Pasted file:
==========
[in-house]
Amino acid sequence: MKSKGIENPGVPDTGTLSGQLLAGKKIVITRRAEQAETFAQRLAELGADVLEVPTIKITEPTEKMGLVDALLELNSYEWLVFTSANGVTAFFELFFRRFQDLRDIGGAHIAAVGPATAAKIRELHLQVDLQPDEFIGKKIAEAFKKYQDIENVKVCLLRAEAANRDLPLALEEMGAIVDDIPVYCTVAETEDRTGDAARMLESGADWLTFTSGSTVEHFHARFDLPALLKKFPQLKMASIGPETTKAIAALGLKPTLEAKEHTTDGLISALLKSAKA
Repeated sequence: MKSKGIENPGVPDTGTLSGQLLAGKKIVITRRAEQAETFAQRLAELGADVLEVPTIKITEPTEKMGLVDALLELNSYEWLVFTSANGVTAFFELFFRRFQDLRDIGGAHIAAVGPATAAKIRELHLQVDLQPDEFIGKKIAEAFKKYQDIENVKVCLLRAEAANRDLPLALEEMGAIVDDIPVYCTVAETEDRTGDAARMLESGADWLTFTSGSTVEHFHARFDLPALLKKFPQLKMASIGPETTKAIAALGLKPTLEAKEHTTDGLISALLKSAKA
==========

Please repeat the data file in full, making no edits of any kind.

[in-house]
Amino acid sequence: MKSKGIENPGVPDTGTLSGQLLAGKKIVITRRAEQAETFAQRLAELGADVLEVPTIKITEPTEKMGLVDALLELNSYEWLVFTSANGVTAFFELFFRRFQDLRDIGGAHIAAVGPATAAKIRELHLQVDLQPDEFIGKKIAEAFKKYQDIENVKVCLLRAEAANRDLPLALEEMGAIVDDIPVYCTVAETEDRTGDAARMLESGADWLTFTSGSTVEHFHARFDLPALLKKFPQLKMASIGPETTKAIAALGLKPTLEAKEHTTDGLISALLKSAKA
Repeated sequence: MKSKGIENPGVPDTGTLSGQLLAGKKIVITRRAEQAETFAQRLAELGADVLEVPTIKITEPTEKMGLVDALLELNSYEWLVFTSANGVTAFFELFFRRFQDLRDIGGAHIAAVGPATAAKIRELHLQVDLQPDEFIGKKIAEAFKKYQDIENVKVCLLRAEAANRDLPLALEEMGAIVDDIPVYCTVAETEDRTGDAARMLESGADWLTFTSGSTVEHFHARFDLPALLKKFPQLKMASIGPETTKAIAALGLKPTLEAKEHTTDGLISALLKSAKA